Two photos shared by Rep. Kat Cammack (R-Florida) in a tweet are drawing the ire of some social media users as many parents in the U.S. deal with the effects of an ongoing baby formula shortage. The first photo reportedly shows a shelf stocked with baby formula at a detention center for undocumented immigrants, while the second shows bare store shelves.
“The first photo is from this morning at the Ursula Processing Center at the U.S. border. Shelves and pallets packed with baby formula,” Cammack wrote in the viral tweet. “The second is from a shelf right here at home. Formula is scarce. This is what America looks like.”
In a video posted on Facebook, Cammack claims the photo at the detention center was sent to her by a Border Patrol agent.
Several VERIFY viewers, including Kim and Marietta, also reached out to ask if baby formula is being shipped to the U.S.-Mexico border amid the shortage.
Is the U.S. government providing formula to migrant babies at the border?
Yes, the U.S. government has provided formula to migrant babies at the border since 1997, as required by federal law.
WHAT WE FOUND
The federal government is required by law to provide adequate food and water, including baby formula, for migrant children under the Flores Settlement Agreement, which was approved by a federal district court in California in 1997. The Child Welfare League of America explains that the legal agreement “outlines certain protection for immigrant children while in U.S. custody,” including a provision that prohibits the detention of children for more than 20 days.
As of May 11, there were about 8,800 migrant children in federal custody, data from the U.S. Department of Health and Human Services (HHS) show.
Under the Flores Settlement Agreement, facilities must also provide access to “drinking water and food as appropriate,” according to a briefing document prepared by the National Center for Youth Law and other legal experts.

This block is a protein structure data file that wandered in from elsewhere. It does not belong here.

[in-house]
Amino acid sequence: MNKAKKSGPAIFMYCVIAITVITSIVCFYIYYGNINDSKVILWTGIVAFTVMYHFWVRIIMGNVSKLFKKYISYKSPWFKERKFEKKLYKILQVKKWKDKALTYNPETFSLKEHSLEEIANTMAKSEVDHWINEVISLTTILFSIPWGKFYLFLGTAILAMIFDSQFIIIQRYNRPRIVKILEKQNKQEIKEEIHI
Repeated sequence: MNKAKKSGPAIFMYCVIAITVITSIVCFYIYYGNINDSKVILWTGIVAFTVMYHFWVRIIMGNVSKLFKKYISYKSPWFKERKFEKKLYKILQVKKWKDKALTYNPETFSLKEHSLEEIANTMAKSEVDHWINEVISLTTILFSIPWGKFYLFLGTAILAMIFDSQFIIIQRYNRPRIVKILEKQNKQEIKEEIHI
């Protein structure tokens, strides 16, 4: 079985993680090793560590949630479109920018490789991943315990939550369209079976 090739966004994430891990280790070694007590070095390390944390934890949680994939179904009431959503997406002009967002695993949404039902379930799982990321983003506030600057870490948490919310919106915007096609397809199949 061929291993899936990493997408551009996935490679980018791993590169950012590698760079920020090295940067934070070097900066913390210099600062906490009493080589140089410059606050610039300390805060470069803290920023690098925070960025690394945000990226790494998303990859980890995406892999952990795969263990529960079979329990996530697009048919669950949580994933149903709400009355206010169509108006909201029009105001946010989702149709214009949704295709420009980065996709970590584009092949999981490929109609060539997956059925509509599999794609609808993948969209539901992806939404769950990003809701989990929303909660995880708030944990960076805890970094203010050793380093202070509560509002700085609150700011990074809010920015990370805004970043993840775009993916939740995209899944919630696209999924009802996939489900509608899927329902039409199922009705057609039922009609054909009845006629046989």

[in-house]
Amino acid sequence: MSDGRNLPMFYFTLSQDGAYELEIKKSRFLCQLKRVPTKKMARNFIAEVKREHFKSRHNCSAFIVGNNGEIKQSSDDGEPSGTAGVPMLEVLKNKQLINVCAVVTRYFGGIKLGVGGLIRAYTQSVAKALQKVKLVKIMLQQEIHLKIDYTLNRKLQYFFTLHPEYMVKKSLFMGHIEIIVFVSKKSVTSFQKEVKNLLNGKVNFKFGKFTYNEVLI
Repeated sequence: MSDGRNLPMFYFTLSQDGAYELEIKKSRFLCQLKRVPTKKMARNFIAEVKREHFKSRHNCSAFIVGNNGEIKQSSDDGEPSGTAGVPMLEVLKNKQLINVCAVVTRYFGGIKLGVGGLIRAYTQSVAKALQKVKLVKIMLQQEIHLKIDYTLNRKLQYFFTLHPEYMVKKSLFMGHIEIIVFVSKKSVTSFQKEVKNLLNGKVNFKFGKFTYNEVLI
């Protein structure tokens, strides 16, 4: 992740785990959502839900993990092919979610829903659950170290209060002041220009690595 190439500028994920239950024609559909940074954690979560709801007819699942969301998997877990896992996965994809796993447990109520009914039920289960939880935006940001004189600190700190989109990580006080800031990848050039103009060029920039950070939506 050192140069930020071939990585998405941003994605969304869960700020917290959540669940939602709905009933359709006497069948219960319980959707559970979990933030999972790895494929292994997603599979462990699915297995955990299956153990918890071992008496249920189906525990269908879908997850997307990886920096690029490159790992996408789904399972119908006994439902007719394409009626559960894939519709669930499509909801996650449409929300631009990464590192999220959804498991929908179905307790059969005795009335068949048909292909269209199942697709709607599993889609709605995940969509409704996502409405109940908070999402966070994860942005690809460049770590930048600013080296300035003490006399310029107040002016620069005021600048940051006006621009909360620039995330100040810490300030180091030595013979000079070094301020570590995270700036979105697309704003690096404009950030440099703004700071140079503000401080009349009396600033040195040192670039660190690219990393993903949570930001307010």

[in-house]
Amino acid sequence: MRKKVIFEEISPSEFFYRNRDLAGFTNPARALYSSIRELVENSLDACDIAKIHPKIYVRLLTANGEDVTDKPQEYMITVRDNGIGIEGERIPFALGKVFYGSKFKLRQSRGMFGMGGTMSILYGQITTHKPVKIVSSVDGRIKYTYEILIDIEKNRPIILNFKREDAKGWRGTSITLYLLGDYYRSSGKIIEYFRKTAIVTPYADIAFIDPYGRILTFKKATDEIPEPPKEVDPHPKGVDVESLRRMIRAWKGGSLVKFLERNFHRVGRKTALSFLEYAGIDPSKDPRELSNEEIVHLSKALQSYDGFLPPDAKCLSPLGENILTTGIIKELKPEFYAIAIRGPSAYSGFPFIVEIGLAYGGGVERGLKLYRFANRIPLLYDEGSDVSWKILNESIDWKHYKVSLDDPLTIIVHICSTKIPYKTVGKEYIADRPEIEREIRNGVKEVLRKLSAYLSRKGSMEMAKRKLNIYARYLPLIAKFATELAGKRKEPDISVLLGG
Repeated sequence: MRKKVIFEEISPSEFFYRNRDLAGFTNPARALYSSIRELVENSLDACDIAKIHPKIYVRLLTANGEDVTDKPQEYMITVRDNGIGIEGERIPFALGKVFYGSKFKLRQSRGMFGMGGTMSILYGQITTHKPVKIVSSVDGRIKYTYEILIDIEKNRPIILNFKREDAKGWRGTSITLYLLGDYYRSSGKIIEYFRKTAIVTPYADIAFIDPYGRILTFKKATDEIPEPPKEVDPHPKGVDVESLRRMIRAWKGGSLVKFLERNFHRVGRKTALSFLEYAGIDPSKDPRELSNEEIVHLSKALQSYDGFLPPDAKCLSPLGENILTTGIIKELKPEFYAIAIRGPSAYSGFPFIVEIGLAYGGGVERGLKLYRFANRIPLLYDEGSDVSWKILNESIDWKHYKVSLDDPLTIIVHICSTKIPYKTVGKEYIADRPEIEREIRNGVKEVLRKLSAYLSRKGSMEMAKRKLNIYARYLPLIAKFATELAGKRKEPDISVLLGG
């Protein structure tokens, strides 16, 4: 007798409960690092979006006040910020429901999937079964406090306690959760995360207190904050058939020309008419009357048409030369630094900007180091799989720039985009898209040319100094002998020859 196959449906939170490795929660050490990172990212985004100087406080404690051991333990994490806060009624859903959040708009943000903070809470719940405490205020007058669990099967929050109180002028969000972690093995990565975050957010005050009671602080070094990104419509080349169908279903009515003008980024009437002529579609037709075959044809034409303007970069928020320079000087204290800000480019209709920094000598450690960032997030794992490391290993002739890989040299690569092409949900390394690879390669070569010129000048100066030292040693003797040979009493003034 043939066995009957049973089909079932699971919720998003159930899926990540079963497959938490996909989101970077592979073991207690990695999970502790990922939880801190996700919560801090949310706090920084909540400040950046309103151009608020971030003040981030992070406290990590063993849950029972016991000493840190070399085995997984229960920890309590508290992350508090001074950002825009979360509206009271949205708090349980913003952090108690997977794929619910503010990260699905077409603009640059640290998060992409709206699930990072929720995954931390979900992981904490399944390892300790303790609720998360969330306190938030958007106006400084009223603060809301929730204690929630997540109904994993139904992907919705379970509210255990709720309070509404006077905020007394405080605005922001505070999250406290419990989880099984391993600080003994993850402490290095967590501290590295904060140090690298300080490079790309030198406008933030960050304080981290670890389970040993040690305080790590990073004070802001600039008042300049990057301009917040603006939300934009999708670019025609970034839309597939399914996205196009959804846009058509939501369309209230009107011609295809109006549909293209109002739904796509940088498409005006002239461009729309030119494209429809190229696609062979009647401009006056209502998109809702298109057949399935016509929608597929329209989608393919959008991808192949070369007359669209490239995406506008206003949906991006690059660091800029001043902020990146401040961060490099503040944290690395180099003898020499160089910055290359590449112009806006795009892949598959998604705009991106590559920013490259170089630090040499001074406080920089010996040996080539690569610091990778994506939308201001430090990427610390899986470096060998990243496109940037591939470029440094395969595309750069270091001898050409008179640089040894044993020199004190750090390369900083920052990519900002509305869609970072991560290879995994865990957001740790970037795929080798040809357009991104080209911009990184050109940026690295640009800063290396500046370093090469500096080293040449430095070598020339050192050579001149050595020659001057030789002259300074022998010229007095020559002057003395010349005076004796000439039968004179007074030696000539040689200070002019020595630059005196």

When asked during a press conference about the photo of baby formula at the U.S.-Mexico border, White House Press Secretary Jen Psaki also pointed to the Flores Settlement Agreement.
“It requires adequate food and elsewhere specifies age appropriateness, hence formula for kids under the age of 1,” Psaki said.
Psaki added that every presidential administration has followed the law since it was implemented in 1997.
“It is the law, but we believe that when children and babies…are crossing the border with a family member that providing them formula is morally right, and so we certainly support the implementation of it,” she added.
Christen Linke Young, deputy assistant to President Biden for Health and Veterans Affairs, also told VERIFY that “the federal government is providing food to babies that are held in federal custody, consistent with those federal requirements.”
In a statement, U.S. Customs and Border Protection (CBP), which oversees Border Patrol, said in part that it “takes seriously its legal responsibility to ensure the safety and security of individuals in our custody.”
“Ensuring migrants, including children and infants, in our custody have their basic needs met is in line with this Administration’s commitment to ensuring safe, orderly, and humane processes at our border. CBP complies with all applicable regulations for the purchase of products used in CBP facilities,” the statement continues.
CBP was unable to confirm the authenticity of the photo tweeted by Cammack. VERIFY reached out a spokesperson for Cammack for more information about how the photos were obtained, but has not yet received a response at the time of publishing.
Experts previously told VERIFY that the baby formula shortage, due in part to supply chain issues, has recently been exacerbated by recalls of several formula products. In response to the shortage, stores like CVS and Target are limiting the amount of formula products families can purchase.
Meanwhile, President Joe Biden’s administration has announced steps it plans to take to address the nationwide baby formula shortage after criticism from lawmakers.
Biden discussed with executives from Gerber and Reckitt how they could increase production, and talked with leaders from Walmart and Target about how to restock shelves and improve access to formula, the White House said. The administration also plans to work with trading partners in Mexico, Chile, Ireland and the Netherlands to increase imports of baby formula.
Sarah Beckman with VERIFY sister station WCNC contributed to this report.